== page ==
Five Good Reasons to Not Visit Los Angeles as City Boosters Brag of a Record 41 Million Tourists
Downtown, Los Angeles (Seems innocent enough, right?)
Courtesy of Channone
The Los Angeles Tourism Board announced that a record 41.4 million people flew, drove, took the train or otherwise traveled to Los Angeles for work and play in 2012. Los Angeles is celebrated as the place to be, with lots of new visitors -- in particular, the Chinese -- streaming into the city.
We're not sure those numbers from official city boosters are entirely accurate. But if they are, we're not sure why the throngs are heading here. So if you're thinking about visiting, here are the Top Five reasons you might want to dial back your excitement. Maybe go to Hawaii instead.
1. Bed Bugs: Come on down to Los Angeles, where the bed bugs are ready to suck your blood, cling to your clothes and ride home with you to foreign lands or neighboring states. Los Angeles has 403 bed bug reports involving hotels citywide. These little blood-suckers are worse than your in-laws and a lot less likely to leave. To combat them, when you pack your suitcase, stuff dryer sheets in every pocket and don't put your clothes in any drawer at any hotel -- ever. Then, chances of encountering these hellish creatures may be slightly lessened but not eliminated.
2.Hit-and Run Capital of the World: Imagine you just get off the plane and are headed into the streets in your rental car when ... BAM! You get hit by a driver with no insurance, or who's unlicensed or drunk, and when you wake up surrounded by people snapping pictures of you through the windshield with their iPhones, they inform you that the driver sped away. But they were too busy posting pictures of you on Facebook to get the license plate number. Sounds far-fetched, but really it's not. As L.A. Weekly reported in its investigative report Hit-and-Run Epidemic, Los Angeles has a mind-numbing 20,000 hit-and-run crashes every year, 50% of all accidents. Nationwide, the hit-and-run crash rate is only 11% of all accidents. And the Insurance Research Council estimates that in Los Angeles, 1 out of 6 drivers are uninsured. Good luck with your rental company policy. It might be safer to go rafting down the Mississippi River.
3. Home of Thieves: Did Goofy just steal my wallet?? In Hollywood, near the Chinese Theatre, a bounty of sun-bleached costumed superheroes and cartoon characters are ready to relieve a few bills from your wallet in exchange for a quick picture with your kids, and the pressure can be intense. But sprinkled among these mostly harmless and seemingly lovable characters are pickpockets and con artists. Thieves and robbers know a tourist when they see one, and will try to trick you into handing over your money. Citywide, almost 300 crimes of all kinds have been reported in Los Angeles in the last seven days, according to CrimeMapping.com. You know where there aren't as many criminals eyeing your wallet? Why not try a small town, like Great Barrington, Mass. Only 6,800 people. Who knows, maybe you'll like it so much, you'll stay.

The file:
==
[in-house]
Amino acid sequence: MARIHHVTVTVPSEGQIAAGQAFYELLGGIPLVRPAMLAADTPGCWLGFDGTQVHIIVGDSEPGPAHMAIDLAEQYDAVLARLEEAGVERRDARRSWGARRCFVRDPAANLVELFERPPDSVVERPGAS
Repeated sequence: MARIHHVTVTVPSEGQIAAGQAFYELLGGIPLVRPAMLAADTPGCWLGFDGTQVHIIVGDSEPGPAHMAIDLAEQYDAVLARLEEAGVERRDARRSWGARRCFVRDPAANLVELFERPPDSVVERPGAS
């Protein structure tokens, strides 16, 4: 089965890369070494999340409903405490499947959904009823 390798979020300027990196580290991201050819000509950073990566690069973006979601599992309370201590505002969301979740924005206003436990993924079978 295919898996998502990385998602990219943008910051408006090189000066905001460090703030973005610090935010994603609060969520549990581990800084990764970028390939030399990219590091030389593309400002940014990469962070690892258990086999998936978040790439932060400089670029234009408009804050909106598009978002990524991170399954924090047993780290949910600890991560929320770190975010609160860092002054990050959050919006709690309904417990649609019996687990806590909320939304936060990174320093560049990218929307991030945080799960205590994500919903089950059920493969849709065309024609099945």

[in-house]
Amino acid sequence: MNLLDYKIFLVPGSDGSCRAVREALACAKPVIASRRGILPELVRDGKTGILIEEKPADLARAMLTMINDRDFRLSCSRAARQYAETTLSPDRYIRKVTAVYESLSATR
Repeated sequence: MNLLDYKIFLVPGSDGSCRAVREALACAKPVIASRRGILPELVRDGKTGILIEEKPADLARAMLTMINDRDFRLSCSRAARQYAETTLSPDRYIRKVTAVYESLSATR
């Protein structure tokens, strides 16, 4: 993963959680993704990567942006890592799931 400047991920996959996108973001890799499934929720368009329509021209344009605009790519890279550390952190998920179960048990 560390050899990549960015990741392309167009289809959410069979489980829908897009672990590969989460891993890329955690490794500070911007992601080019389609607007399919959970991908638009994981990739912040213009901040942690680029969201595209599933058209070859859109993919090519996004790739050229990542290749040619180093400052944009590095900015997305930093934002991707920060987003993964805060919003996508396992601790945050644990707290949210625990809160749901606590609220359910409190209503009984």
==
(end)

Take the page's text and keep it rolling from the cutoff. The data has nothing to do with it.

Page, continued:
4. Outlandish Temperatures: Imagine you have your bag packed for a nice summer vacation in L.A. You get off the plane and out of the airport to find a melanoma-inducing 105 degrees during the day and 45 degree weather at night. Los Angeles was once known for its 72-degree even temperatures, sunny skies and light cooling breezes ... but who are we kidding?? It's not the '80s anymore. In the last few years we have had scorching hot summers and freezing cold winters. The weather has become so unpredictable, you had better pack the best of both summer and winter outfits. What caused it? Some say global warming, but according to C-Change.La, we can expect a rise of 4 to 5 degrees a year in summer, tripling the number of extremely hot days in the downtown area and quadrupling the number in the valleys and at high elevations. Sounds like hell, right? Read on.
5. Overpriced Everything: If you plan on a great night out with your family, you'd better choose the location for dinner as wisely as you chose a bed bug-free hotel. Los Angeles is going to hit you where it hurts -- your wallet. (If you still have it.) According to Numbeo.com, a decent, not amazing, hotel averages $206 a night; a reasonably priced dinner for two is $50 (frankly we can think of very little that's priced that low on the entire Westside); L.A. amusement parks average $100 per ticket; a night out drinking is about $75 a person; a cab home after a night out averages $15-$20 (assuming you are staying a quick crawl away from the bars. And make sure you map your route on your phone, as cabbies will find a way to meander through the Baldwin Hills if they catch the scent of a tourist).
These are just a few things you Chinese, British, Oregonian and other tourists should think about as you book your flights to L.A.. As much as "Hollywood" glamour may lure you, it's important to respect the city's dark underbelly.
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